Bank of England’s next governor Mark Carney: a radical in a conservative job
Carney's likely bid to reshape the UK's monetary framework, or at least push for more-aggressive easing, stems from his long-standing views that monetary activism can temper liquidity-trap fears, echoing the US Federal Reserve.
Mark Carney relishes being a radical in a conservative job. As Bank of Canada (BoC) governor, when the global crisis began, Carney aggressively kicked open the liquidity gates in the G7’s most structurally sound economy and most stable banking system. One month after his appointment, Carney led the decision to cut the overnight rate by 50 basis points in March 2008, as his market instincts rightly judged a global crisis was nigh, even as price-stability fears prompted ECB rate hikes in July that year.
And when policy rates hit the effective lower bound in Canada, in a precursor to the Federal Reserve's “open-mouth” communication policy, Carney opted for a non-standard monetary tool: the “conditional commitment” in April 2009 to hold the policy rate for at least one year. This was the first time in Canadian monetary history that such explicit forward-rate guidance was deployed.
Fast-forward to mid-2009: output and employment bottomed out, buttressed by monetary stimulus. Carney’s global reputation as a trail-blazing governor, who perceives monetary affairs through a market-based prism, took centre stage.
Carney then led the charge to re-tool the BoC’s mandate. Even though Canada benefits from a clean banking system, 21 years of strongly anchored inflation expectations and steady economic expansion, though still weak at 2% year-on-year, Carney incurred the wrath of price-stability puritans by leading the push to hard-wire a “financial stability” objective in the BoC’s inflation-targeting framework in late 2011.
This framework, for the first time, includes the possibility of a "flexible" approach in determining the time-horizon when its 2% target will be achieved. In other words, interest rates can be used to stabilize domestic financial conditions even when inflation deviates from target and, to assuage financial-bubble fears, could be hiked in a counter-cyclical fashion to prick bubbles.
Although Carney’s hawkish rhetoric is well-known – a product of the domestic environment, and the fact that inflation expectations have been locked in at 2% since roughly the mid-90s – Carney told Euromoney earlier this year that inflation-targeting puritanism was dead. He said: “We are not part of the caricature of inflation-targeting regimes, which has been described as a mechanistic, dogmatic-based approach to monetary policy.”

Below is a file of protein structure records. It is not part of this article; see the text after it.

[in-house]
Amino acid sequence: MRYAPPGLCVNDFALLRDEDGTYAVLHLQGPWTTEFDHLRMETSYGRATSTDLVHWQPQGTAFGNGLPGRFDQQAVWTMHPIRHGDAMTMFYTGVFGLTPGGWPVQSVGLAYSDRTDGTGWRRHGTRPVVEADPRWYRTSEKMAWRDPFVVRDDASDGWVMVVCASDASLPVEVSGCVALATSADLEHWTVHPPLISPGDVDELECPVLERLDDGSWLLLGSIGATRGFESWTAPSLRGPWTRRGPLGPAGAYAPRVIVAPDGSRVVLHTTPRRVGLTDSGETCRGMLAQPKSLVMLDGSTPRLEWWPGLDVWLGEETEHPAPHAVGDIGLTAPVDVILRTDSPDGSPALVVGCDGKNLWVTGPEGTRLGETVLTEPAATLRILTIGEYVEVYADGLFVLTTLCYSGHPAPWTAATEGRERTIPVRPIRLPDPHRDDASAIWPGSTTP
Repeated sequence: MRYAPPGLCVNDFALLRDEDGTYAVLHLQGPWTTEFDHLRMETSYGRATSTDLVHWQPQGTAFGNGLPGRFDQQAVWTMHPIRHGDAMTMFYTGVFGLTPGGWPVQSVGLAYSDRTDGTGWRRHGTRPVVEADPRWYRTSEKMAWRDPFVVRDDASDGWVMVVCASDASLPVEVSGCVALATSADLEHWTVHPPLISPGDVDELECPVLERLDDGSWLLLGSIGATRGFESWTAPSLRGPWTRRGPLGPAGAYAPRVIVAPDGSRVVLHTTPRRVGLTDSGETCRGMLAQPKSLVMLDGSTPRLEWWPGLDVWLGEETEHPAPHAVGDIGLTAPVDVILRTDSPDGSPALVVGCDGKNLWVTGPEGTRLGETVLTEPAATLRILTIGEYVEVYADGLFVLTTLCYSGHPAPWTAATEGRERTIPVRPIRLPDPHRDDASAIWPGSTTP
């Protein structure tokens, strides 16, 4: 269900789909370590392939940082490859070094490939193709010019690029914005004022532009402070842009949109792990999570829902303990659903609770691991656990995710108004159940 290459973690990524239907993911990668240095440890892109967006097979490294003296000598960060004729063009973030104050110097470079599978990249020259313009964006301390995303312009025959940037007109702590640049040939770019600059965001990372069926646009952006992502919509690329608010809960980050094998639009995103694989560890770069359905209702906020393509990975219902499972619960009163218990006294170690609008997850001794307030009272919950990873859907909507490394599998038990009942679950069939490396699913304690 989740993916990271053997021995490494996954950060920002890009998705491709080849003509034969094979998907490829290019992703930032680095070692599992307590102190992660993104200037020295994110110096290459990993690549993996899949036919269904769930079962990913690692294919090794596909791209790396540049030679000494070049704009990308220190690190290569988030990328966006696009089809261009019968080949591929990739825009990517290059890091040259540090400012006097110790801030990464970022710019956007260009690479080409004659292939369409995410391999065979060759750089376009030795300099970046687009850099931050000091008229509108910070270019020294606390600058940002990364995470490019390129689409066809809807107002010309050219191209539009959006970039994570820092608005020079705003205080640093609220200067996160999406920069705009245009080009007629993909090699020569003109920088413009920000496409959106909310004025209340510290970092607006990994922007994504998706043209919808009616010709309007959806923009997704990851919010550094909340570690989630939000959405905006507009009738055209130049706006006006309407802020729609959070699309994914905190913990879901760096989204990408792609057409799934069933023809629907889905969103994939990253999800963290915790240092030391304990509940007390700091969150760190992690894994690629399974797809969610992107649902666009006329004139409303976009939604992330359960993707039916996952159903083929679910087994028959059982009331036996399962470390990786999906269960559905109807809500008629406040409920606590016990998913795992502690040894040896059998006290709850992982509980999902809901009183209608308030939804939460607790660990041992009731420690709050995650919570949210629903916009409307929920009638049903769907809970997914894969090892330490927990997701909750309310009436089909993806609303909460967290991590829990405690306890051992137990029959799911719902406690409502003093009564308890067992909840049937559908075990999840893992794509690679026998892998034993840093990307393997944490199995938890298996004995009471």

However, Canada is not the UK. A huge sovereign debt burden, fears of a liquidity trap, the prospect of a triple-dip recession and questions over the central bank’s independence will greet Carney’s tenure, from July.
While the governor’s status as Financial Stability Boardchair provide some clues to his views on UK banking supervision, the gulf between the Bank of England (BoE) and BoC – both in terms of their mandates and economic challenges – meant the market was unclear just how radical the BoE could become under governor Carney when the news of his appointment was announced.
Until this week.
Carney – who has also touted the theoretical allure of price-level targeting – generated global shock and aweon Wednesday with the suggestion that the central banks, faced with liquidity-trap fears, could abandon their inflation-targeting regimes in favour of nominal GDP targets. This speech saw Carney swimming with the intellectual tide in the US, given the Federal Reserve’s adoption on Wednesday of a new policy stance that explicitly targets unemployment.
In a clear break with the current BoE governor Mervyn King’s legacy of an inflation-targeting framework, Carney made it clear G7 central banks should consider more radical measures to buttress sagging growth, such as keeping rates on hold for an extended period of time, numerical targets for unemployment, or scrapping inflation targets entirely, until nominal growth reached a given level. “If yet further stimulus were required, the policy framework itself would likely have to be changed,” he said.
And the bombshell: “For example, adopting a nominal GDP level target could in many respects be more powerful than employing thresholds under flexible inflation targeting." He cautioned the benefits of any regime change “would have to be weighed carefully against the effectiveness of other unconventional monetary policy measures under the proven, flexible inflation-targeting regime”.
Even though King has overshot the inflation target for the past seven years, and embarked on radical policy tools to buttress sagging growth, Carney’s monetary radicalism, and calls to consider a regime shift, endows King with a sense of conservatism, by contrast.
However, this is no-road-to-Damascus conversion to monetary liberalism. In countless speeches in recent years, Carney has paid lip service to the BoC inflation target and, instead, passionately waxed lyrical about the opportunity for central banks to broaden their mandates to counter the cycle, and the power of communication as a chief tool in the monetary arsenal, given intensifying real economy-financial linkages in G7 markets.